Advertisement

The Pros and Cons of Biologic Therapies for Psoriasis

Learn about the benefits and risks of these powerful treatments for moderate-to-severe psoriasis.

The Pros and Cons of Biologic Therapies for Psoriasis

If you’re one of the millions of Americans living with moderate-to-severe psoriasis, you may feel like you’ll never get relief from the itchy, painful, uncomfortable symptoms. But even though there isn’t a cure for this chronic inflammatory disease, there are treatments available. Here’s what you need to know about biologic therapies (also called biologics), systemic therapies used to treat moderate-to-severe psoriasis.

What are biologic therapies?
Biologic therapies are protein-based drugs made from living cells. They have been used for more than 100 years in various forms (vaccines and insulin are two examples), but the first biologics approved for treating psoriasis and psoriatic arthritis are much newer—they've been around for less than two decades. In psoriasis, abnormal immune system activity promotes inflammation in the skin that causes psoriasis symptoms to occur. Unlike some other psoriasis treatments that suppress the immune system as a whole, biologics directly target specific cells or proteins involved in this inflammatory process. Healthcare providers typically recommend biologics after other treatments have failed.

Biologics are either given as an injection into the leg, arm or abdomen, or by infusion. How often you receive a dose depends on the biologic you are prescribed.

Each drug has various pros and cons. Your healthcare provider can help you find the choice that is right for you. 

The drawbacks of biologics
While biologics are some of the most effective treatments available for moderate-to-severe psoriasis, these drugs also have their drawbacks. For one, they can be expensive, and some insurance companies may not cover the full cost of treatment. Another drawback is that, like most medications, there is a risk of side effects.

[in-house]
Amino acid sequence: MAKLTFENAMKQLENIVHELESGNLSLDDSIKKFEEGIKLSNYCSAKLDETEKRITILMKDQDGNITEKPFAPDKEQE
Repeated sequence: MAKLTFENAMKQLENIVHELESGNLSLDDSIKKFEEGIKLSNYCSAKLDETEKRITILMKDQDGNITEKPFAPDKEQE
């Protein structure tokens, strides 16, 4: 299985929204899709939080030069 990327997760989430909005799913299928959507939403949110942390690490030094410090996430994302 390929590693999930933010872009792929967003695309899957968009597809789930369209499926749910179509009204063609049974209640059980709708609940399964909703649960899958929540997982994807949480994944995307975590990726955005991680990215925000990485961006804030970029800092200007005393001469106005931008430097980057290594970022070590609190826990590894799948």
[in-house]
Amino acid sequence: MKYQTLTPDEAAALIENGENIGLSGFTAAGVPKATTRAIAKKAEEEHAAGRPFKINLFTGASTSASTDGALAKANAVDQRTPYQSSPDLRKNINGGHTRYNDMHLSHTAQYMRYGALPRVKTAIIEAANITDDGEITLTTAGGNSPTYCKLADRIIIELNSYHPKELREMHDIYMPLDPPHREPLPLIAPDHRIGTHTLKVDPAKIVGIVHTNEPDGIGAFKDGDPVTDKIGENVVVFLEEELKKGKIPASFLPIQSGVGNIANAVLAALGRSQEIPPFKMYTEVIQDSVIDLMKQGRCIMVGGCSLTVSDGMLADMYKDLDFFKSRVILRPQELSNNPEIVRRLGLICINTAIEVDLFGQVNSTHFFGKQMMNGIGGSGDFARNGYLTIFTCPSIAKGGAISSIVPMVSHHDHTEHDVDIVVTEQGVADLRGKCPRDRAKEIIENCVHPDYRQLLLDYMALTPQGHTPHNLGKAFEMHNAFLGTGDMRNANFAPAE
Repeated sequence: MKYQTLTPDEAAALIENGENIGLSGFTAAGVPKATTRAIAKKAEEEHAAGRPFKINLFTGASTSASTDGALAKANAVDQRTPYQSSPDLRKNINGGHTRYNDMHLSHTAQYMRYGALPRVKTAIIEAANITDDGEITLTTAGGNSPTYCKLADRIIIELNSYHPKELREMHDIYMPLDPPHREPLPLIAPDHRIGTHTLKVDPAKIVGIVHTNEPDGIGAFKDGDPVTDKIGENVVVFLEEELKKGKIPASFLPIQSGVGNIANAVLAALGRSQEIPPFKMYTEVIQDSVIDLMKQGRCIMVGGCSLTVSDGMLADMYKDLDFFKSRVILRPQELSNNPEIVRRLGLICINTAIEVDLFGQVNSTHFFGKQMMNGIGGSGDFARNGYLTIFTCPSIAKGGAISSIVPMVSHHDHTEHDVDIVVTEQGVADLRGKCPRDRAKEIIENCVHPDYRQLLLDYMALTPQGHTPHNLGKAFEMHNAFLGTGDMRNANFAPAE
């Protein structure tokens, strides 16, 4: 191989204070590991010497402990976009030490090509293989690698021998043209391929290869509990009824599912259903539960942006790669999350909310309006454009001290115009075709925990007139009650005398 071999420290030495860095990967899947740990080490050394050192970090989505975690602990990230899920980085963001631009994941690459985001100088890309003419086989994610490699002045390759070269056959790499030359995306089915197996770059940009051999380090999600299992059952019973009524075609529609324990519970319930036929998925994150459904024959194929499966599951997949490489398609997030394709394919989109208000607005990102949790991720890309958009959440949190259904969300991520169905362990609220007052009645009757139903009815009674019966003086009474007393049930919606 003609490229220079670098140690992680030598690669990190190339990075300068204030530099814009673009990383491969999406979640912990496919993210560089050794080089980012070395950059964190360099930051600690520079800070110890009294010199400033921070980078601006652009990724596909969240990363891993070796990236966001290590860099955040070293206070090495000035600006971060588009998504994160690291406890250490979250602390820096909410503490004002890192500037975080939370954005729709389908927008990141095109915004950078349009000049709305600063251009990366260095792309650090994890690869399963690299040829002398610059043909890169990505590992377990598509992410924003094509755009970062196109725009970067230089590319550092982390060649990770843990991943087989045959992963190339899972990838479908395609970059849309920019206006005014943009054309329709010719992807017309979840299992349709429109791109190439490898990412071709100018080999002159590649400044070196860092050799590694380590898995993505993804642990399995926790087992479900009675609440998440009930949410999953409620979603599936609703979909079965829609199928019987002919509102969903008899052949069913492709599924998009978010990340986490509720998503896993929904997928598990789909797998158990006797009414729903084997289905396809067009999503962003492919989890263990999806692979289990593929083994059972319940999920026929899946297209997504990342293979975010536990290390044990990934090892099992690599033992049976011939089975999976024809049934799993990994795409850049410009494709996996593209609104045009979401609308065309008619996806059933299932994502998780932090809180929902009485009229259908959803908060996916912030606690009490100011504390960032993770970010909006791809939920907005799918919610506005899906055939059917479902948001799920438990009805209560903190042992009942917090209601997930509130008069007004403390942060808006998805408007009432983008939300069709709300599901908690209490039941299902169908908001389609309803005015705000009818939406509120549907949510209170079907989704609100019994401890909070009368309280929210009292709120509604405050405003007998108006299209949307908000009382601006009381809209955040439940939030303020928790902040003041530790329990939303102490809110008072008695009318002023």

Biologics can increase your risk of infections, and you may not be able to take certain biologics if your immune system is compromised, if you take other medications that affect your immune system, or if you have certain illnesses such as multiple sclerosis or hepatitis B. While biologics are generally safe and well tolerated, they can increase a person's risk of nervous system disorders, blood disorders and some types of cancer. If you notice any side effects while taking biologics, contact your healthcare provider immediately.

Oral medications
Biologics are not the only recent developments in systemic treatment option for psoriasis. Another example is a category of medicine known as small-molecule drugs. Like biologics, they target specific mechanisms in the immune system and reduce inflammation. They are taken as a pill instead of a shot or IV.

Future Treatments
We don’t know what the next decade will have in store for psoriasis treatment. But more and more medications reach the end of their clinical trials phase, people with psoriasis will have even more options to choose from.

Medically reviewed in June 2019.

If You Have Psoriasis You Need to Ask Yourself This Question
If You Have Psoriasis You Need to Ask Yourself This Question
How Biologic Therapies Treat Psoriasis
How Biologic Therapies Treat Psoriasis
5 Questions to Ask When Starting a Biologic Therapy for Psoriasis
5 Questions to Ask When Starting a Biologic Therapy for Psoriasis
5 Struggles of Living With Psoriasis
5 Struggles of Living With Psoriasis
How Does Psoriasis Impact Your Quality of Life?
How Does Psoriasis Impact Your Quality of Life?
How to Soothe a Psoriasis Flare
How to Soothe a Psoriasis Flare
The Reasons People Stop Treating Psoriasis
The Reasons People Stop Treating Psoriasis
How to Maintain an Active Lifestyle With Psoriasis
How to Maintain an Active Lifestyle With Psoriasis
Why Losing Weight May Help You Manage Psoriasis
Why Losing Weight May Help You Manage Psoriasis